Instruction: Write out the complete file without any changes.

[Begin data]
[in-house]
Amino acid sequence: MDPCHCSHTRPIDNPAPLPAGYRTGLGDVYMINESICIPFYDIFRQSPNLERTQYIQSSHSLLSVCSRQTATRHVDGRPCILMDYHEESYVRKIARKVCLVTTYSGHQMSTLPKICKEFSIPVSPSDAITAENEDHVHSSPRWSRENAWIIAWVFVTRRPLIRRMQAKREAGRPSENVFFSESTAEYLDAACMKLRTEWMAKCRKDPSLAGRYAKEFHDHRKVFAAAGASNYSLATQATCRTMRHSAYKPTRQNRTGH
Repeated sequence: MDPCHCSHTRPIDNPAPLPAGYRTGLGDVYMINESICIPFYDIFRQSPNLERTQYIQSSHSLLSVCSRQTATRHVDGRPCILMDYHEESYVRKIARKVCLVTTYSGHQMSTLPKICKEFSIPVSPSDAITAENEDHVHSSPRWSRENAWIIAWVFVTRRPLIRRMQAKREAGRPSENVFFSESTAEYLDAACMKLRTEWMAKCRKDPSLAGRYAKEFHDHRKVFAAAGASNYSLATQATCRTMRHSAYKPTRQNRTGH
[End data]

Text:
[in-house]
Amino acid sequence: MDPCHCSHTRPIDNPAPLPAGYRTGLGDVYMINESICIPFYDIFRQSPNLERTQYIQSSHSLLSVCSRQTATRHVDGRPCILMDYHEESYVRKIARKVCLVTTYSGHQMSTLPKICKEFSIPVSPSDAITAENEDHVHSSPRWSRENAWIIAWVFVTRRPLIRRMQAKREAGRPSENVFFSESTAEYLDAACMKLRTEWMAKCRKDPSLAGRYAKEFHDHRKVFAAAGASNYSLATQATCRTMRHSAYKPTRQNRTGH
Repeated sequence: MDPCHCSHTRPIDNPAPLPAGYRTGLGDVYMINESICIPFYDIFRQSPNLERTQYIQSSHSLLSVCSRQTATRHVDGRPCILMDYHEESYVRKIARKVCLVTTYSGHQMSTLPKICKEFSIPVSPSDAITAENEDHVHSSPRWSRENAWIIAWVFVTRRPLIRRMQAKREAGRPSENVFFSESTAEYLDAACMKLRTEWMAKCRKDPSLAGRYAKEFHDHRKVFAAAGASNYSLATQATCRTMRHSAYKPTRQNRTGH